As a matter of rhetoric, the President’s big job speech exceeded expectations, a solid A. He used simple language and repetition — the cornerstones of effective public speaking — to promote his “American Jobs Act.” He repeated some variation of the phrase “Pass this bill” 17times (see transcript here).
MSNBC’s Chris Matthews who, like many of us, has been highly critical of just how mealymouthed Obama has become, said it was “probably his most rousing political performance in a long while.” HuffPost’s Howard Fineman writes, “Obama Puts Passion Into Speech Rarely Seen In His Presidency.” If only Obama had been speaking this way for the past couple of years….
On substance, it was a solid B. The biggest disappointment was that he never mentioned clean energy by name as a focus area. No, I’m not going to keep giving him a failing grade for not talking about climate change in a jobs speech focused on the near term — although this speech shows precisely what he could have done 2 years ago to get the climate and clean energy jobs bill passed.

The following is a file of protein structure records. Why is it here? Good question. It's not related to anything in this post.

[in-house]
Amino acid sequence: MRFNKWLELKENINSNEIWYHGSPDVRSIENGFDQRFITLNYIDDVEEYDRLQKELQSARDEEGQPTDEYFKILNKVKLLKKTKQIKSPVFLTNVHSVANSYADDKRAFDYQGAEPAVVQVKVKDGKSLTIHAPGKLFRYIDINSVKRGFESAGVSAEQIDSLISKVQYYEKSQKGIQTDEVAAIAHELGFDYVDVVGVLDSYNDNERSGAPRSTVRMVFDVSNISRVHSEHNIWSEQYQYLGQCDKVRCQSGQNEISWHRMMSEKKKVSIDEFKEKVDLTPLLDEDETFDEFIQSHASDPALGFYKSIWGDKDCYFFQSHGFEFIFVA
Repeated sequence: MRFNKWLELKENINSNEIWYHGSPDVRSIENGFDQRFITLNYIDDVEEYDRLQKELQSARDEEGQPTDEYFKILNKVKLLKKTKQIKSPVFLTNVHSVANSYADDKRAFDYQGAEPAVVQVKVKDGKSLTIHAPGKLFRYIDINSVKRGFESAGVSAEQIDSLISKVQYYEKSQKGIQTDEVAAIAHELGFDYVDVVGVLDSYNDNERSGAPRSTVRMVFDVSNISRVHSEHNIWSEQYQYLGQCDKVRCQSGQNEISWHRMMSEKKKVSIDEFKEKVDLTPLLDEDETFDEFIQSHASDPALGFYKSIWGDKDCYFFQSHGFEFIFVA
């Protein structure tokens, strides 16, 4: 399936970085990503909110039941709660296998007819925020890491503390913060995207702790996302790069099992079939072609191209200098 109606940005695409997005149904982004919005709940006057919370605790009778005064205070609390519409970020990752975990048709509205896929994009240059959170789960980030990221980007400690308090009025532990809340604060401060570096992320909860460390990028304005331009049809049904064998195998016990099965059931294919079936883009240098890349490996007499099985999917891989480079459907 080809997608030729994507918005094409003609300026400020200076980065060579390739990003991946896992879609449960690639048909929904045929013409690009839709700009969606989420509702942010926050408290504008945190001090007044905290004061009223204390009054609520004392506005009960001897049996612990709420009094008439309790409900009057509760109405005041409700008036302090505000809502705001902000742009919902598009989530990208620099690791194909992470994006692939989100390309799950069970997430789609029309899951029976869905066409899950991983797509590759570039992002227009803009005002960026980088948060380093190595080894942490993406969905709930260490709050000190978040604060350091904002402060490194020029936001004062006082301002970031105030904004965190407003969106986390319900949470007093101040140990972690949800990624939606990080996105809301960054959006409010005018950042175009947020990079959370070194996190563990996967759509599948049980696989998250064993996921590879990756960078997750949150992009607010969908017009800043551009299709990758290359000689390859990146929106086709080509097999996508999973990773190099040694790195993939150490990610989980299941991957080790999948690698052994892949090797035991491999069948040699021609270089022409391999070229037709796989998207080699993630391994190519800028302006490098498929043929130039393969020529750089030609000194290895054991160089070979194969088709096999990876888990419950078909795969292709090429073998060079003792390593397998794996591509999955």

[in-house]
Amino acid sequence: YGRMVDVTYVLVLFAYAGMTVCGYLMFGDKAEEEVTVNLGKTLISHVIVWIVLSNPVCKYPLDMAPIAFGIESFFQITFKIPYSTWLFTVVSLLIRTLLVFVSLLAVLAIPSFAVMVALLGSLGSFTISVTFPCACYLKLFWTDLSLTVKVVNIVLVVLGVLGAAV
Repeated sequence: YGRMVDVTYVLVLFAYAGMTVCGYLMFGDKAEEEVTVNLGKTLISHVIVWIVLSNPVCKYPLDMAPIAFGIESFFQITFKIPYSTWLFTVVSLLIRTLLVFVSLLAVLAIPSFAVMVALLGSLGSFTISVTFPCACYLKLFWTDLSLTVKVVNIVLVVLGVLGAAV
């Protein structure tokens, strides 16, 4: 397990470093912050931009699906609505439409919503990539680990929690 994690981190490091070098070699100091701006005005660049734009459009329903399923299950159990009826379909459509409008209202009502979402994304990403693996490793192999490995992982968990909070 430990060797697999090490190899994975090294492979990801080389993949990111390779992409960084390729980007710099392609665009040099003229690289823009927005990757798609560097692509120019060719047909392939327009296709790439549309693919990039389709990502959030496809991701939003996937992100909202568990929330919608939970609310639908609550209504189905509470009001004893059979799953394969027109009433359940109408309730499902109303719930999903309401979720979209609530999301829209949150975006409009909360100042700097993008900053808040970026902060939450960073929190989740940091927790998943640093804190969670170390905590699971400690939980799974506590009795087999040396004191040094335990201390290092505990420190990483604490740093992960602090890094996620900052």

The most Obama said on clean energy was to continue his theme that clean energy is a core job-creating industry of the near future:
If we provide the right incentives and support – and if we make sure our trading partners play by the rules – we can be the ones to build everything from fuel-efficient cars to advanced biofuels to semiconductors that are sold all over the world. That’s how America can be number one again.
And I have the Fact Sheet for the AJA, which points out the $25 billion school modernization effort can be used for “greening and energy efficiency upgrades.” This is similar to the “Fix America’s Schools Today” initiative you can read about here.
The President also offered a strong defense for maintaining rules and regulations even during this tough times: